Part 1,2

I posted my original solution on Reddit. I received positive feedback and not so positive feedback. The best solution I seen so far is.

1 | 3 * 333 * 334 / 2 + 5 * 199 * 200 / 2 – 15 * 66 * 67 / 2 |

Yes, elegant indeed. Special thanks goes out to Xavier for this one. Below is his explanation of the solution above.

Well, you don’t need Scala or any other programming language, good old math can do it for you

solution

= sum of multiples of 3 < 1000

+ sum of multiples of 5 < 1000

– sum of multiples of 15 < 1000 (because multiples of 15 are added twice)

sum of n first numbers = n*(n+1)/2

sum of n first multiples of x = x*n*(n+1)/2

there are 333 multiples of 3 < 1000 (last one is 333 * 3 = 999)

there are 199 multiples of 5 < 1000 (last one is 199 * 5 = 995)

there are 66 multiples of 15 < 1000 (last one is 66 * 15 = 990)

I know that many people with coding skills will try to brute-force every project-euler problems… but some of those problems actually don’t need to be brute-forced.

The one liner that most people eventually come up with will be something like:

1 | (1 until 1000).filter(x => x%3==0 || x%5==0).sum |

or

1 | 1 until 1000 filter { x => x % 3 == 0 || x % 5 == 0 } sum |

Kim, a commenter from my first post provided the second one. Thanks!

Below is another revision of the code I came up with. This one is taking input from the command line and using a parallel collection to solve this problem. It runs very fast compared to a large ceiling (i.e. 1,000,000).

1 2 3 4 5 6 7 8 9 10 11 12 13 14 15 16 17 18 19 20 21 22 23 | object Euler001a { def main(args: Array[String]) { def check (i: Long, factors: List[Long]) : Boolean = { var divisible = false factors.foreach(factor => { if(i%factor == 0) { divisible = true } }) return divisible } val argList = args.toList val ceiling = args(0).toLong val factors = argList.slice(1,argList.length).map(s => s.toLong) val answer:Long = (1L until ceiling).par.filter(i => check(i, factors)).sum println(answer) } } |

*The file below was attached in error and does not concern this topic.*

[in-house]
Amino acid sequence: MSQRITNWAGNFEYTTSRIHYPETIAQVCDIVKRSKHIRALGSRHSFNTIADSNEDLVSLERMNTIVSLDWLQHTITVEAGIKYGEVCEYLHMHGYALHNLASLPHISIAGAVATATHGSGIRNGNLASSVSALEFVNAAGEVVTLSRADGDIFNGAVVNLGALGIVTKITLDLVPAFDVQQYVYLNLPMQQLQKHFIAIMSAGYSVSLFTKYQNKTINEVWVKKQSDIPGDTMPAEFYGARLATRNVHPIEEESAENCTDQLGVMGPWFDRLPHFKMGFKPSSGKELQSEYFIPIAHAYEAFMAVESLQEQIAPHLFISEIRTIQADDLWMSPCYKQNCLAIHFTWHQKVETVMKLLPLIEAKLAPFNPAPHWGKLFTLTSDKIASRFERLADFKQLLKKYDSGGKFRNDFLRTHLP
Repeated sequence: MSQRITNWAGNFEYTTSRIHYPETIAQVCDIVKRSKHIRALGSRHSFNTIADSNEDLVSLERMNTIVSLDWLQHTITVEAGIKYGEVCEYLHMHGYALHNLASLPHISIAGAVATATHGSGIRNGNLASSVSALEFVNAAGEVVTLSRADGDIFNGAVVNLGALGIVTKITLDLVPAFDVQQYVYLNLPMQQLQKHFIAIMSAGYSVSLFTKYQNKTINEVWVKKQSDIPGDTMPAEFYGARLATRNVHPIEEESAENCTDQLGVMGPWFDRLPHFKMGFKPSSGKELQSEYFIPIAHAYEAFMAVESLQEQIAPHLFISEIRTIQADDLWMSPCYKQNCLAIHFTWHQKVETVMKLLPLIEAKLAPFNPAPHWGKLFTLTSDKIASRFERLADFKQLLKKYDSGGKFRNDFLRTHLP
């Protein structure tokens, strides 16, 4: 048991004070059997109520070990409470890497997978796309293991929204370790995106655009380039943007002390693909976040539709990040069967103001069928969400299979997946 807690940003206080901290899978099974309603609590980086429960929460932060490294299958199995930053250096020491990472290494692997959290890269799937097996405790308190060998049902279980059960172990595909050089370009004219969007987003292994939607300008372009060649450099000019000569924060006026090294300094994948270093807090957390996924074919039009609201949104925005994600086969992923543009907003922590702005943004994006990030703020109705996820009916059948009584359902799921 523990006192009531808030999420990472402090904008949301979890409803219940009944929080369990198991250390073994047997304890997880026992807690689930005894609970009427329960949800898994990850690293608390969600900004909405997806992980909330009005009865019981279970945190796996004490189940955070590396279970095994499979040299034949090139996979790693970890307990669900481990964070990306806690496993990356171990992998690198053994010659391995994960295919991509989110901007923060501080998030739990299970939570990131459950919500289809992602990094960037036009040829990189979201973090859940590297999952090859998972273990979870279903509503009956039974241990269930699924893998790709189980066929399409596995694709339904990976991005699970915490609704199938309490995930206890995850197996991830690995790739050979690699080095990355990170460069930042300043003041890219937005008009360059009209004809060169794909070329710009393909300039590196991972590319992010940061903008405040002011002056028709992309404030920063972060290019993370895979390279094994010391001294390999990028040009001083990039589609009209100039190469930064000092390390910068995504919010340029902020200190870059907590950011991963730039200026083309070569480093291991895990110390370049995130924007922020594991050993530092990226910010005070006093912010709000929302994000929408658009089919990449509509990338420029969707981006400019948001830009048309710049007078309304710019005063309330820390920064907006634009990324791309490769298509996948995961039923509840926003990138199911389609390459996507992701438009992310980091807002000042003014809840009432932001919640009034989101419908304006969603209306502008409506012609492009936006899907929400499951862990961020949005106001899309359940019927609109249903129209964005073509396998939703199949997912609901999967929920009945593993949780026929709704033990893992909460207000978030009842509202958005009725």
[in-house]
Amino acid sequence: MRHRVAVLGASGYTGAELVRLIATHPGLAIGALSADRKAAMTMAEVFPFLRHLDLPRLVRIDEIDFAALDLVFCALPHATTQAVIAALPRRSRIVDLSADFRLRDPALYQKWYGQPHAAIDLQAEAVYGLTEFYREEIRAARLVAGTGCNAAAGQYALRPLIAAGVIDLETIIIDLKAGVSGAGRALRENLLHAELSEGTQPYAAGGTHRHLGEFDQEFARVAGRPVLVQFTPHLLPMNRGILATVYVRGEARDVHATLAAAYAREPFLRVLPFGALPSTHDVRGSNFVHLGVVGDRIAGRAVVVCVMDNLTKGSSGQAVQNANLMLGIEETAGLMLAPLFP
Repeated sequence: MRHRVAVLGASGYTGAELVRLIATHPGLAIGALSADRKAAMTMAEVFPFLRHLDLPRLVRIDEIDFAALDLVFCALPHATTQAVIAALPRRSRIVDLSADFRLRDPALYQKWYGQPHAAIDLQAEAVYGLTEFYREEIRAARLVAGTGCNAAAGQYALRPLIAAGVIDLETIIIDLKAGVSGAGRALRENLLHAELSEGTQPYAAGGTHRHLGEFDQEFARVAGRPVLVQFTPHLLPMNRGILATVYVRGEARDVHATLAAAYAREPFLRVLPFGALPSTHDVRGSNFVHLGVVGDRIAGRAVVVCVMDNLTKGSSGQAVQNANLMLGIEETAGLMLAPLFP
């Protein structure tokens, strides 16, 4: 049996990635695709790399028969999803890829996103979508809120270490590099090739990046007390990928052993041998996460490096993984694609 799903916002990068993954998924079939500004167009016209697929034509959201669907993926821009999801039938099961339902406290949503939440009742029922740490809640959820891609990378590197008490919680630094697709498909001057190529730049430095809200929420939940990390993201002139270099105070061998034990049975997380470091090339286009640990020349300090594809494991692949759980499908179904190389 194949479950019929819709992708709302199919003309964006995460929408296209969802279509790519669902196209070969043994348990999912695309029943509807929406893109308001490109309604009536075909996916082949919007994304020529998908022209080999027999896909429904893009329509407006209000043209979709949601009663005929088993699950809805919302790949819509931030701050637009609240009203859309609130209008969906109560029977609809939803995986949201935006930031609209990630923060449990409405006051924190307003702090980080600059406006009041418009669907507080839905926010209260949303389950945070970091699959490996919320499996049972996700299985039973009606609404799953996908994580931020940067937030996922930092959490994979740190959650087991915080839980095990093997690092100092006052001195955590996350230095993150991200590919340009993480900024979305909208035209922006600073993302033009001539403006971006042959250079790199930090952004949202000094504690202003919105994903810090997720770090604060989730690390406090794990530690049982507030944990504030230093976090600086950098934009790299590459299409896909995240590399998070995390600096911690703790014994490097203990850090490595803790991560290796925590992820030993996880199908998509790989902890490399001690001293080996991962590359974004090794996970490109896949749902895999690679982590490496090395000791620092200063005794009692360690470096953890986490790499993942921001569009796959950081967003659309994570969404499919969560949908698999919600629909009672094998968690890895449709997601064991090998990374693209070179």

The solution I listed above is very verbose. However, I did this for a reason. Most will consider this a Java-Scala hybrid. To me its still Scala; just more readable for new users. I came up with this solution to allow for additional factors. If you wanted to find the sum of the factors 3,5, and 7 for numbers under 1000, you can run the following command.

scala Euler001a 1000 3 5 7

Colin Dellow came up with this. Its very similar to my solution but more concise.

1 2 | def reduce(i: Int) = if(i % 3 == 0 || i % 5 == 0) i else 0 (0 /: (0 until 1000)) { _ + reduce(_) } |

I really appreciate the feedback good and bad. I feel I found a couple of people that care about Scala as much as I do. A good community will always help when learning anything. I have an Actor example I will post next; closing out the series on problem 1.

Not sure if you’ll post this on reddit, but you’ll want to check out List head/tail. That will eliminate your usage of args(0) and argList.slice. ceiling is equivalent to argList.head, while factors becomes argList.tail.map(s=> s.toLong)

Yes, I posted it on Reddit. You are completely right. Lines 15 – 17 can be:

val ceiling = args.head.toLong

val factors = args.tail.map(s => s.toLong).toList

That is one less val and a great example of using head and tail. Thanks for pointing me in the right direction.:)